And even then, once these people will have been successfully bombed to oblivion, do you really thing that this will be "problem solved, let's move on"? No other group in the area is going to fill that void?

Matt Iden said...

But, Barry, think of the primaries! And the 2016 election!

This binary choice is being posed today because of those binary choices...and has very little to do with solving the problem.

Frontline's Losing Iraq [http://www.pbs.org/wgbh/pages/frontline/losing-iraq/] and the older Bush's War are excellent refreshers for getting up to speed on the situation.

D. William said...

While I agree that war may not be the answer -- there are compelling examples that show how aggression continues the cycle -- it's not good enough to shout "no more war" from the roof tops without offering constructive alternatives. I'm a huge fan of Greenwald's but writing example after example of government/media propaganda and fear mongering peppered with dripping sarcasm isn't swaying public opinion (if the polls are to be believed) so why not shift strategies and offer solutions (if his goal is indeed to halt aggression which I believe it is)?
To solve the problem you’ve got to understand the problem. What is it? Islamic fundamentalists clearly have a hatred of The West and in particular the United States but why? Did our involvement in the first Gulf War spawn the hatred that precipitated in 9/11? If we had never set foot in the Middle East would they hate us less? If we had never launched a single missile or deployed a single drone after 9/11 would the aggression have ceased? Would ISIS not exist? Perhaps, and it’s certainly arguable that their hatred is more conveniently “sold” due to our presence in these conflicts but it would exist regardless. How far back do we have to go to avoid stepping on the toes that have resulted in this aggression, World War I and the Ottoman Empire, the creation of Israel in 1948? Or does it go back to the Crusades when Christianity and Islam first clashed heads – do they view us as the modern version of those crusaders? If we had never extracted a single drop of oil from their sands would we be irrelevant to them now? I honestly have no idea but it seems a good place to start. I don’t know how to solve a problem without first framing it.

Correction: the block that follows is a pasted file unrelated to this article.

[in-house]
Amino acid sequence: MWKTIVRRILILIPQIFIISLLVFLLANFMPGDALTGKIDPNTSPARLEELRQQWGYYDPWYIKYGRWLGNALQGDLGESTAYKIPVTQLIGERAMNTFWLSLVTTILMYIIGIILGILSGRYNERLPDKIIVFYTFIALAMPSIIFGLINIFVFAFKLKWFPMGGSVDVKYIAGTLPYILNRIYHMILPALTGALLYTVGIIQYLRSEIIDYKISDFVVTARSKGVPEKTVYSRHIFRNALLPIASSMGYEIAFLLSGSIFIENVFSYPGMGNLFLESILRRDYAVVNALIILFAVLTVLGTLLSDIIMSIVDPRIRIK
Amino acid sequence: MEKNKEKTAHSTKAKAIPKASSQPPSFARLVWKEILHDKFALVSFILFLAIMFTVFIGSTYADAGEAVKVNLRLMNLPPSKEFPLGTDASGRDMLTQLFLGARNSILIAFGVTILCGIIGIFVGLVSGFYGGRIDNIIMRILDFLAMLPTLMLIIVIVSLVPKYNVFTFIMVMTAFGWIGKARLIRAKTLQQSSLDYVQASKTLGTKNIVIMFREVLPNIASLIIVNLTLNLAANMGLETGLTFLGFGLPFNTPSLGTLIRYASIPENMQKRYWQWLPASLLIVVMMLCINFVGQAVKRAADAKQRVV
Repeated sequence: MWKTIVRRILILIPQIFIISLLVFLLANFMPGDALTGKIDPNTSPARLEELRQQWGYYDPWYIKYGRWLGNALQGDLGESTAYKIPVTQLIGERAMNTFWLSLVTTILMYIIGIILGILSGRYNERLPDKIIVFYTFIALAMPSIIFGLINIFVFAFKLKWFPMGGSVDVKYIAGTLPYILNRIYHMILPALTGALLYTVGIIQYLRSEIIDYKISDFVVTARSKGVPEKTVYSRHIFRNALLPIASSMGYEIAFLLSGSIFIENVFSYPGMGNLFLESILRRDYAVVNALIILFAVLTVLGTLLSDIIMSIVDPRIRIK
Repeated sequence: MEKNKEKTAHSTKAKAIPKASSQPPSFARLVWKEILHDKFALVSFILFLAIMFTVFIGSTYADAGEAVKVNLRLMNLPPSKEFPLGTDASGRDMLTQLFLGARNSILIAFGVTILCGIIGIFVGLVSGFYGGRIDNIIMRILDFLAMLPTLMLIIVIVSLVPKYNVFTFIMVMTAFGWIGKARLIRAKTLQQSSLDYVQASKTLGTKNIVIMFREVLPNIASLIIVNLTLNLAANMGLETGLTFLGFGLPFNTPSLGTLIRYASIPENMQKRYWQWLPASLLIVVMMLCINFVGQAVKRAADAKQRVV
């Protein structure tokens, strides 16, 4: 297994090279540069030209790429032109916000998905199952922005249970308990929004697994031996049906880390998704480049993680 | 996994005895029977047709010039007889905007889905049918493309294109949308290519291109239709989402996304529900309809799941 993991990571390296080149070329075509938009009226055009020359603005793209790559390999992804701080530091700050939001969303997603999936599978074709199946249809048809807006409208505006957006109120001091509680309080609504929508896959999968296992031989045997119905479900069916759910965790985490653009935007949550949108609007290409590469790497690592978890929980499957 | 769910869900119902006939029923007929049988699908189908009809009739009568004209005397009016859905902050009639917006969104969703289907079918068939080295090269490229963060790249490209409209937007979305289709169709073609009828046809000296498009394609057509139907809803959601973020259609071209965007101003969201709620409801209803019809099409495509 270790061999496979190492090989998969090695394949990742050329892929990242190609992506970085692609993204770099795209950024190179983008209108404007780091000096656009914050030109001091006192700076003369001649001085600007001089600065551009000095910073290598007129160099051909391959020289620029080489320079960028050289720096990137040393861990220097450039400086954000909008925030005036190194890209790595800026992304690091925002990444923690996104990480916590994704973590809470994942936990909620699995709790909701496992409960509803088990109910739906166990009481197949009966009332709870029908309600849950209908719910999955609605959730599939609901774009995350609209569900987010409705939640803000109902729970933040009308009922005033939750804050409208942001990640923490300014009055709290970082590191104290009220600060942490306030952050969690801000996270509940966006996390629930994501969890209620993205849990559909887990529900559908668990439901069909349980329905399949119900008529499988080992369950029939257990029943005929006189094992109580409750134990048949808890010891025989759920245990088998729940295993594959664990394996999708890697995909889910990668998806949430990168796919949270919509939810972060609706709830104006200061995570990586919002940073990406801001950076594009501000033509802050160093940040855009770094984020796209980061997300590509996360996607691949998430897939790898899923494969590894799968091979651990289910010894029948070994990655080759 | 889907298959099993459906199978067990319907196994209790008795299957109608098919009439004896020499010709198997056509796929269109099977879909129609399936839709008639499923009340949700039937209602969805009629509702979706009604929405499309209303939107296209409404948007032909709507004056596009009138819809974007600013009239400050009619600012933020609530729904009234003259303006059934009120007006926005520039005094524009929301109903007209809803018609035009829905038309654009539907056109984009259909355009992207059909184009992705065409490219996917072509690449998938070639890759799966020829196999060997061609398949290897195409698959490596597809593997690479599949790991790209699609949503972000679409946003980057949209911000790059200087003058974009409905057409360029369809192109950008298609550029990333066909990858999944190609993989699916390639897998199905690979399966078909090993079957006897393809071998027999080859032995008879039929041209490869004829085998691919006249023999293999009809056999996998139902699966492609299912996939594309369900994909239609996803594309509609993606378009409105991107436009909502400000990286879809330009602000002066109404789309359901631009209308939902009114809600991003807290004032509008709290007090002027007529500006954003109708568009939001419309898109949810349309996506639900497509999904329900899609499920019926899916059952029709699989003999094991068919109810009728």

What is clear is that if we stopped bombing them today and never pointed another gun in their direction we would still face the threat and likely the realization of an attack. So if no war is our goal then that needs to be complemented with other strategies. Isolationism is an option… we could remove all vestiges of our influence in that corner of the world, let Israel fend for itself (which it does a pretty good job of), eliminate our need for foreign oil and build tall walls around our borders to keep ourselves safe. That seems like a poor strategy – aren’t we supposed to be entering a period of global connectedness where trade and information flow more freely than ever…
How about a propaganda war in their countries and schools? If we educated them about who we are and what we stand for and peacefully countered the diabolical teachings of the extremists would we make in-roads in future generations and re-direct the hate vector? That sounds good on paper but how is that done realistically? These are sovereign countries with their own governments and school systems. What would our reaction be if their propaganda was making its way into our children’s heads? Any solution that has long term viability has to be sanctioned by some portion (hopefully a majority) of that regions population which is challenging.
It’s entirely probable that the severity of the threat is overstated. ISIS isn’t moving in next door and they won’t be flying their flag over White House but Islamic Extremist Terrorism is a problem and one that we’ve spent a vast amount in blood and treasure trying to eradicate. It hasn’t worked so we must adjust our approach but to change course and solve this dilemma we need to get to the root issue. That needs to be the primary major focus of our government. In the mean time there are active and immediate threats to peace loving people of all stripes in the Middle East that need to be contained. It seems to me we have a moral obligation to support that containment.

ryan field said...

You know, Barry, your posts always make me think a little differently after I read them. I'm no expert and I'm not even going to attempt to weigh in on this topic. However, I'm glad you post about these topics for those of us who really just try to understand.

editor said...

— "Why am I being asked to provide a "solution" for ISIS?"
Because you posited that there is one — or might be one — between war and tea and crumpets. I'd still like to hear what you think that might be. That's a serious question, not bait or a debating point. I'd really like to know what you think ought to be done.